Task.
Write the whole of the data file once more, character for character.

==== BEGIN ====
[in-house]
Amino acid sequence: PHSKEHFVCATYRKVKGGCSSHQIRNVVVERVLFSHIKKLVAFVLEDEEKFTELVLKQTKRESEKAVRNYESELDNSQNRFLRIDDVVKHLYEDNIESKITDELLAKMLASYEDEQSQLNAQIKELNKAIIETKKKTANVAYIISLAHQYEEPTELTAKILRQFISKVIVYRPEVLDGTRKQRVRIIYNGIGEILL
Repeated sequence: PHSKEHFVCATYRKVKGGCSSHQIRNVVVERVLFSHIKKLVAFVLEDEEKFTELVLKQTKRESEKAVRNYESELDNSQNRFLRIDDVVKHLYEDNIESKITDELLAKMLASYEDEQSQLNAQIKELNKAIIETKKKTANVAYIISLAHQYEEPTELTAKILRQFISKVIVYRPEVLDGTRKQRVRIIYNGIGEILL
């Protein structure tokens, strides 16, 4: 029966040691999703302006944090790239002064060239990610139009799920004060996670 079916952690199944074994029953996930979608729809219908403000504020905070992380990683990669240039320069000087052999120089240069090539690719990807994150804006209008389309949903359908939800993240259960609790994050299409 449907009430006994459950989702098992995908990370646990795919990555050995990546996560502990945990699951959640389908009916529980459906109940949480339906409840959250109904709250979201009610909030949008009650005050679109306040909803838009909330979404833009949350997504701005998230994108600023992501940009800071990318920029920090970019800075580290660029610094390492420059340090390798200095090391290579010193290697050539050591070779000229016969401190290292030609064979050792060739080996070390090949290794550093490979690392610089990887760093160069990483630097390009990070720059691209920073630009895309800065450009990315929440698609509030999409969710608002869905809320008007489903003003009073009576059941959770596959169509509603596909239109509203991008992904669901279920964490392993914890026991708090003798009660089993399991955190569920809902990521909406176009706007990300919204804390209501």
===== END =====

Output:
[in-house]
Amino acid sequence: PHSKEHFVCATYRKVKGGCSSHQIRNVVVERVLFSHIKKLVAFVLEDEEKFTELVLKQTKRESEKAVRNYESELDNSQNRFLRIDDVVKHLYEDNIESKITDELLAKMLASYEDEQSQLNAQIKELNKAIIETKKKTANVAYIISLAHQYEEPTELTAKILRQFISKVIVYRPEVLDGTRKQRVRIIYNGIGEILL
Repeated sequence: PHSKEHFVCATYRKVKGGCSSHQIRNVVVERVLFSHIKKLVAFVLEDEEKFTELVLKQTKRESEKAVRNYESELDNSQNRFLRIDDVVKHLYEDNIESKITDELLAKMLASYEDEQSQLNAQIKELNKAIIETKKKTANVAYIISLAHQYEEPTELTAKILRQFISKVIVYRPEVLDGTRKQRVRIIYNGIGEILL
């Protein structure tokens, strides 16, 4: 029966040691999703302006944090790239002064060239990610139009799920004060996670 079916952690199944074994029953996930979608729809219908403000504020905070992380990683990669240039320069000087052999120089240069090539690719990807994150804006209008389309949903359908939800993240259960609790994050299409 449907009430006994459950989702098992995908990370646990795919990555050995990546996560502990945990699951959640389908009916529980459906109940949480339906409840959250109904709250979201009610909030949008009650005050679109306040909803838009909330979404833009949350997504701005998230994108600023992501940009800071990318920029920090970019800075580290660029610094390492420059340090390798200095090391290579010193290697050539050591070779000229016969401190290292030609064979050792060739080996070390090949290794550093490979690392610089990887760093160069990483630097390009990070720059691209920073630009895309800065450009990315929440698609509030999409969710608002869905809320008007489903003003009073009576059941959770596959169509509603596909239109509203991008992904669901279920964490392993914890026991708090003798009660089993399991955190569920809902990521909406176009706007990300919204804390209501």